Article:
The former head of third-party at one of the major banks has suggested that broker commissions should be altered to reward more experienced brokers, sparking debate among brokers about how to reward high achievers.
“I have the view that new entrants to the industry shouldn't be paid the same as brokers who are obviously very experienced and know what they are doing and consistently submit really good quality loans,” Kathy Cummings, who headed up CBA’s third-party and mobile banking services until early 2015, told The Adviser.
“They are a far better proposition for the banks and therefore the aggregators could and should leverage that.”
Ms Cummings declined to elaborate on how such a proposal could work in practice.
The Adviser took the suggestion to brokers, who shot it down. Even the more experienced loan writers who were set to benefit personally from such a proposal were less enthusiastic about the idea. Many were particularly concerned about how such a model would affect recruiting and retaining new talent.
WA-based broker Timmy Wong from Finance Achievers has been broking for two years and said it would be unfair to base commission on a broker’s level of experience.
“As new brokers are yet to have built up a large database they are generally more available if the client has questions, and they will continue to keep them updated at every stage of the loan process, just as an experienced broker would,” Mr Wong said.
“Overall the amount of time and work completed by a new broker is just as much as any other broker.”
Time Home Loans director Ruan Burger, who has been operating as a broker for nine years, said rewarding those who are more experienced is unfair to the younger brokers who work just as hard.
“I know many young brokers that work twice as hard, are more committed and are just as passionate about lifting the profile of the industry as some of their experienced counterparts,” he said.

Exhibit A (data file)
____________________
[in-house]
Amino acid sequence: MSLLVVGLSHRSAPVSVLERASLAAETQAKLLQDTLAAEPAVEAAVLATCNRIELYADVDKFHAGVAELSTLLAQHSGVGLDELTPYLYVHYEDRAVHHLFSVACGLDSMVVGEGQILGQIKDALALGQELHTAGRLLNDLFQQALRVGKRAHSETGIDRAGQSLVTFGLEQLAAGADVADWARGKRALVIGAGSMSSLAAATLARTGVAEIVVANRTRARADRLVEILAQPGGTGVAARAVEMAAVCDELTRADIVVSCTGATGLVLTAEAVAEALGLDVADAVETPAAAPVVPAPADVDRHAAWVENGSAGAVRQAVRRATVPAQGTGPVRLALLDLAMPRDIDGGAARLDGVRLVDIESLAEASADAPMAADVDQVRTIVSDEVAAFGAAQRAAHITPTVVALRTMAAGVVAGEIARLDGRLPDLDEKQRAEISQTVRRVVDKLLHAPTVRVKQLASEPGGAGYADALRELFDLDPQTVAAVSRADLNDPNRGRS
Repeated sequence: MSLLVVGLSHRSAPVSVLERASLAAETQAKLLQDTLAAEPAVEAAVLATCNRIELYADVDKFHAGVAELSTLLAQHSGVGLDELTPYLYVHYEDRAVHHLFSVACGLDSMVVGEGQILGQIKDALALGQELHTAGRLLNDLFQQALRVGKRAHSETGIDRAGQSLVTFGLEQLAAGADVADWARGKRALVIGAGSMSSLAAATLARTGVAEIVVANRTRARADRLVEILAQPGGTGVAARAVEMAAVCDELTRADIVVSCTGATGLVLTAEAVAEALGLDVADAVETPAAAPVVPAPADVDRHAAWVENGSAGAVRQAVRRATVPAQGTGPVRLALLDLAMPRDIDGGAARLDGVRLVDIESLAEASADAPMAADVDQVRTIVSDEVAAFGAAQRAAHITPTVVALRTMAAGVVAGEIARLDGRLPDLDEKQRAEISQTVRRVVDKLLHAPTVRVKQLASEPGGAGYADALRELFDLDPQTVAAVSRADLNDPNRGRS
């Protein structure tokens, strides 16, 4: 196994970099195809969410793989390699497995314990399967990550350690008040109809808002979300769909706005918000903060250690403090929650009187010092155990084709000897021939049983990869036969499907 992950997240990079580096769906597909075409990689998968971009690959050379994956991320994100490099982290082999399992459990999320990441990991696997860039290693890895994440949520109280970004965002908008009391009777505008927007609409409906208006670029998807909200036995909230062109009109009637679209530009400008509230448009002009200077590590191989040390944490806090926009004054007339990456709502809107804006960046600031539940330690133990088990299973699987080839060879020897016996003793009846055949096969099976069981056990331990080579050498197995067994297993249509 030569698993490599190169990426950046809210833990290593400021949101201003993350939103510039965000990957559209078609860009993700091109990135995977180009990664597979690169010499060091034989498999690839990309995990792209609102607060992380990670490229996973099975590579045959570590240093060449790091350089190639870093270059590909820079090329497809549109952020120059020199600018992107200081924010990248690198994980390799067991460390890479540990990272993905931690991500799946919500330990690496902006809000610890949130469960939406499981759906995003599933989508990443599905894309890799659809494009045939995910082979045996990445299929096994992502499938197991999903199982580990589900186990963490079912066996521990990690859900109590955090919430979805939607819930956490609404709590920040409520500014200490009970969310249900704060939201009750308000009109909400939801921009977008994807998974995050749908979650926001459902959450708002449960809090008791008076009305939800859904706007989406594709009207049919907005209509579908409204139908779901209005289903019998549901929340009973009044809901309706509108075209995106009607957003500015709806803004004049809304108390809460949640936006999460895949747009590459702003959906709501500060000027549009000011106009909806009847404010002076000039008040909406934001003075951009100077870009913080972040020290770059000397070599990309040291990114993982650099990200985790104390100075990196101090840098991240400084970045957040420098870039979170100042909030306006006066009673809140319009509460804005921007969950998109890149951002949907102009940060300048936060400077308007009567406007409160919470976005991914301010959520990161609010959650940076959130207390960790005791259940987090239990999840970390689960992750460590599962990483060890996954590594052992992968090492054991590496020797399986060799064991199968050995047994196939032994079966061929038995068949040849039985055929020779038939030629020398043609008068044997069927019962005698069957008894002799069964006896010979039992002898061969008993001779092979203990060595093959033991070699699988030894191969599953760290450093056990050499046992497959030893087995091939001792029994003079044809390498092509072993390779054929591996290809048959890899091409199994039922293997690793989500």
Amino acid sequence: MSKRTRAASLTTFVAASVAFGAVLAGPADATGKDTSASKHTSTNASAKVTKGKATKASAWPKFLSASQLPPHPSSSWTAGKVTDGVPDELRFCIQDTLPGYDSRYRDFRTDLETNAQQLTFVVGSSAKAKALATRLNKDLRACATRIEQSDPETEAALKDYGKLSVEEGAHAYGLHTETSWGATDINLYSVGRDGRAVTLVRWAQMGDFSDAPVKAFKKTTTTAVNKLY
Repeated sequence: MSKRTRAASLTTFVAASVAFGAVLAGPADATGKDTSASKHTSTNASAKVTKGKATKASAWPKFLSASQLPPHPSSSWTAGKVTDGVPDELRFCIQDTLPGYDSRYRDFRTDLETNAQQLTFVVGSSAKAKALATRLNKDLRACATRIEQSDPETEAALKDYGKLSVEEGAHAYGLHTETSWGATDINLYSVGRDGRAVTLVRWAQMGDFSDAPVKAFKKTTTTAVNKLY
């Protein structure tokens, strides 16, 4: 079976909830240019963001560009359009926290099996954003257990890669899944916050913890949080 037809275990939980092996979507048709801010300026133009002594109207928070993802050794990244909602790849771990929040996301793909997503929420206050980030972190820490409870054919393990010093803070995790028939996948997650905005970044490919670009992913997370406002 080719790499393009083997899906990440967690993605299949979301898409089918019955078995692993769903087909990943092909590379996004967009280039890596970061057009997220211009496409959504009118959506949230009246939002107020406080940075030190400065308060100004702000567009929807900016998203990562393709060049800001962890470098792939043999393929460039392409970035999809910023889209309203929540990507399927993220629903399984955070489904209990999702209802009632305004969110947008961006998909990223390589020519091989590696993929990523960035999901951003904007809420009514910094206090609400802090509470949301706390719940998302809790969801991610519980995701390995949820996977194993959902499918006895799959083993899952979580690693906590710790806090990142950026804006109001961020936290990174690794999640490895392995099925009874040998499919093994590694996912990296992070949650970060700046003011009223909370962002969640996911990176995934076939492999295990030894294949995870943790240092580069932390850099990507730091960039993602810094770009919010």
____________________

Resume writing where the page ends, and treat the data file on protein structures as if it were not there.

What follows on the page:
“Why would we want to create an uneven playing field when we are already facing scrutiny over commissions? We want this industry to prosper and grow, not discourage new blood.”
Meanwhile, Top Mortgages co-founder Mike Watts said it would be unfair if a broker’s commission was determined by their level of experience, noting that all brokers need to fulfil the same requirements to operate.
“Every broker that has completed these requirements deserves an equal amount of commission for each loan written,” he added.
Mr Watts has been in the industry for 12 years and said that experienced brokers already have a leg up over the less experienced.
“Where a broker has a larger level of experience, you could easily assume they would have a natural advantage both in product and bank policy knowledge, along with a greater understanding on how to generate new business,” he said. “This is a natural advantage they would have which would enable them to earn a higher income.”
“The more experienced a broker is, the more likely they will have a healthy database and hopefully a good reputation,” agreed Just Imagine Finance broker Catherine Salat, who has also been a broker for 12 years.
“That broker will earn more income based on more volume.”
[Related: Bank reveals new broker strategy]
James Mitchell has over eight years’ experience as a financial reporter and is the editor of Wealth and Wellness at Momentum Media.
He has a sound pedigree to cover the business of mortgages and the converging financial services sector having reported for leading finance titles InvestorDaily, InvestorWeekly, Accountants Daily, ifa, Mortgage Business, Residential Property Manager, Real Estate Business, SMSF Adviser, Smart Property Investment, and The Adviser.
He has also been published in The Daily Telegraph and contributed online to FST Media and Mergermarket, part of the Financial Times Group.
James holds a BA (Hons) in English Literature and an MA in Journalism.
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